- Pricing and telematics lead the charge as insurtech patents jump 40pc
- FCA puts general insurance pricing practices under review
- Volvo and Baidu reach agreement to produce autonomous vehicles
- Cyber and D&O exposures increasingly intertwined, Airmic report finds
- Arch selects Touchstone for cat risk modelling
Growing climate insurance gap of US$100 billion requires industry action
Written by Staff Reporter
The ‘protection gap’ is widening and a key role of the insurance industry is under threat as climate-related catastrophes worsen according to two reports published by ClimateWise, a network of 29 insurance industry bodies convened by the Institute for Sustainability Leadership at the University of Cambridge.
It warns in its annual review of the ‘protection gap’ that weather-related catastrophes have increased six-fold since the 1950s. While economic losses have increased five-fold since the 1980s to around $170 billion today, the gap between losses and those covered by insurance has widened from $23 billion to $100 billion annually according to data from Swiss Re.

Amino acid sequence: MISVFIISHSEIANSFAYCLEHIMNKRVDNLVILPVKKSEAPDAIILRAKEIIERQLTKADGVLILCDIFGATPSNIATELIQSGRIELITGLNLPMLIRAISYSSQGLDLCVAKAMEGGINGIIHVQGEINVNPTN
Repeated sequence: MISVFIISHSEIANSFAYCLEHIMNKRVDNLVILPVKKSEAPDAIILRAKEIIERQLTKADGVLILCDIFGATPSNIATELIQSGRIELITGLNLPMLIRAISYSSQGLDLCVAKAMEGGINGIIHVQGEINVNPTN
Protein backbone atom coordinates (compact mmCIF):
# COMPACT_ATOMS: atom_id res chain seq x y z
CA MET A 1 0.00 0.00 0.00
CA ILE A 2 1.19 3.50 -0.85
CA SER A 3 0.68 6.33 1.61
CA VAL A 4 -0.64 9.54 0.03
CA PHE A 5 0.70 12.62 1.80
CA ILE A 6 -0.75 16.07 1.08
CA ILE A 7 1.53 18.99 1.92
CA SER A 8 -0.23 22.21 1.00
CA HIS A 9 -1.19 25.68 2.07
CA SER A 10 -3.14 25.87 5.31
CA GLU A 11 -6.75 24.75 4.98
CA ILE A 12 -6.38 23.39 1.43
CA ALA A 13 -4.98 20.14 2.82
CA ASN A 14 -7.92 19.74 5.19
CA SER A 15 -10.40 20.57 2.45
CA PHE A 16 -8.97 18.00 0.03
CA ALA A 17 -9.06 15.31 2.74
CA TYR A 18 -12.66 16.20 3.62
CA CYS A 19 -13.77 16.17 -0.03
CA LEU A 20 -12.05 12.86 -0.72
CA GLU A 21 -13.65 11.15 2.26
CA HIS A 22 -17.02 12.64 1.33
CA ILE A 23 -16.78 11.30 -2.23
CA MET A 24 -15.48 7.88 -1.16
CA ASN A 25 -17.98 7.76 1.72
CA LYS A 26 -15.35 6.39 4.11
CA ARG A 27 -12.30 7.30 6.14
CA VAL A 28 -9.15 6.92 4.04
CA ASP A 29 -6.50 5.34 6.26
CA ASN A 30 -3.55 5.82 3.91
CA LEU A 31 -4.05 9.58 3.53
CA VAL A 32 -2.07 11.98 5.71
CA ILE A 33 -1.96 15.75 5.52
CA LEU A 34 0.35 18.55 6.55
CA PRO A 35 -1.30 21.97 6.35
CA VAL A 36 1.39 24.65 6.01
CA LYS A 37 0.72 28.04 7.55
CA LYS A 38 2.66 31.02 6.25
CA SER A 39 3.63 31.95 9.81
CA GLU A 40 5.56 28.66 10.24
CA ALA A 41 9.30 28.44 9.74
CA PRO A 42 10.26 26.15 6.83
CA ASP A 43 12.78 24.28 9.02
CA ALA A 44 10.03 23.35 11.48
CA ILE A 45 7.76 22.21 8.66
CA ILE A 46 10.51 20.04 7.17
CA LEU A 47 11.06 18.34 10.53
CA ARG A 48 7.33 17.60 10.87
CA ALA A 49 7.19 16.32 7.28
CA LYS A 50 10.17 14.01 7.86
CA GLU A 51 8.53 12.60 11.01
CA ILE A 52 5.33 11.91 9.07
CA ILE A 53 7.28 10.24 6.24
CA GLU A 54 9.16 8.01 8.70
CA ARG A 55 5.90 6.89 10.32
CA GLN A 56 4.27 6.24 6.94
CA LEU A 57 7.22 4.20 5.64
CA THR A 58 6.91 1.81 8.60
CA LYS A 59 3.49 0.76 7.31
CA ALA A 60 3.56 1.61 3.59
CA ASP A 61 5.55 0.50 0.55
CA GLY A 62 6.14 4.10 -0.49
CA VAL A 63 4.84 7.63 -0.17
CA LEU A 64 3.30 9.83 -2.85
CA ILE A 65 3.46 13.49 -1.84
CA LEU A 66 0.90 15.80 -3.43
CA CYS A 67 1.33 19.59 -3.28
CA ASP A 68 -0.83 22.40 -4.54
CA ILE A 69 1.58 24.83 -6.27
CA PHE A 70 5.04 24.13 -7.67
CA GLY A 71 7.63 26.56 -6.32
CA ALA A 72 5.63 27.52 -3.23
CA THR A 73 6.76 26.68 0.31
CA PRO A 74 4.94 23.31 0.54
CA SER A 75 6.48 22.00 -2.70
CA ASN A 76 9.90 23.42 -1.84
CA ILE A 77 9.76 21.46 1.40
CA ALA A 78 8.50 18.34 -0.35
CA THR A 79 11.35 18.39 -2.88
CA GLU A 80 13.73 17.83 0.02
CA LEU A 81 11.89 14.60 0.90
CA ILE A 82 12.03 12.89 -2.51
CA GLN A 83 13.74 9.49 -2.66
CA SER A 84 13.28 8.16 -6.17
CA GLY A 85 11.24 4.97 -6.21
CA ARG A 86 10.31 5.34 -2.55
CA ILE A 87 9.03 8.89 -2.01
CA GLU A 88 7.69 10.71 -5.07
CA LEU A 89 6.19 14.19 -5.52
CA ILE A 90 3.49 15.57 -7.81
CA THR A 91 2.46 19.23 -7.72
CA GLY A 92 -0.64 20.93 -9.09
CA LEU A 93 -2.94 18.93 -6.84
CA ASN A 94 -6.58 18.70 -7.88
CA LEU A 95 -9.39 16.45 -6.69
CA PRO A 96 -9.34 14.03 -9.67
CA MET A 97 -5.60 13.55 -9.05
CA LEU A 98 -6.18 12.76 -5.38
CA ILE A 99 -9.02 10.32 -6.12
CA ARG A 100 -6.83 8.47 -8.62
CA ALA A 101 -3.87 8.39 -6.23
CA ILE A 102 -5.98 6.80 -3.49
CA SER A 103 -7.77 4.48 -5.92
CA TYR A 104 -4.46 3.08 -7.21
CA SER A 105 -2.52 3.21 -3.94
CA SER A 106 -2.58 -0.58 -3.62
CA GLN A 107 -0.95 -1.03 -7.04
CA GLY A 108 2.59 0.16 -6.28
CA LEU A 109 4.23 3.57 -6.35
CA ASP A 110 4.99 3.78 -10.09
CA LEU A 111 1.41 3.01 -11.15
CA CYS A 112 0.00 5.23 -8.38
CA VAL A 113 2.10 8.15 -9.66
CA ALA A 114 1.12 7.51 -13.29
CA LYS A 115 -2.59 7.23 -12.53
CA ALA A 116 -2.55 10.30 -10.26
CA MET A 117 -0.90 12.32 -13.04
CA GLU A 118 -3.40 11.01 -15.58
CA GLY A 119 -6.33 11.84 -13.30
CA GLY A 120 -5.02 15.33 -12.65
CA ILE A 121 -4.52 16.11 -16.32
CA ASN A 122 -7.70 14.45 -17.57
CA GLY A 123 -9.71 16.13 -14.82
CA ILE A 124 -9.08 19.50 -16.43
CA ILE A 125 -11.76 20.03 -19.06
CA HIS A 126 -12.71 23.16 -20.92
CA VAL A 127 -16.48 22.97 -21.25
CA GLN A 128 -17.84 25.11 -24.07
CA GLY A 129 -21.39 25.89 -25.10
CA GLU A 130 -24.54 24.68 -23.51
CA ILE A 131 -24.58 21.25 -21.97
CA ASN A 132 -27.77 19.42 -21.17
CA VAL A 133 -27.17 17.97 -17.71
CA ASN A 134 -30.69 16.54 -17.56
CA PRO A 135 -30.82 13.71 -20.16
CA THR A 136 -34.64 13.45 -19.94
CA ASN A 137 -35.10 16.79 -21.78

“The insurance industry’s role as society’s risk manager is under threat,” said Maurice Tulloch, chairman of global general insurance at Aviva and Chair of ClimateWise. “Our sector will struggle to reduce this protection gap if our response is limited to avoiding, rather than managing, society’s exposure to climate risk. As a risk carrier and risk manager, the insurance industry has significant, and as yet untapped, potential to lead others, in reducing this gap.”
In its second report, ‘Investing for Resilience’, ClimateWise says that the insurance industry can start to align its asset management, underwriting and risk management activities to support greater investments in resilience across financial markets. Recommendations in the report include support for green bonds, resilience impact bonds and investments in resilience-enhancing infrastructure.
“The insurance industry will inevitably be impacted by the physical, transition and liability risks that climate change presents,” said John Scott, ClimateWise’s ‘Investing for Resilience’ chair, and chief risk officer, Zurich Global Corporate, Zurich Insurance Group. “Finding viable ways to help society adapt and become more resilient to the inevitable changes related to ongoing climate change is vital.”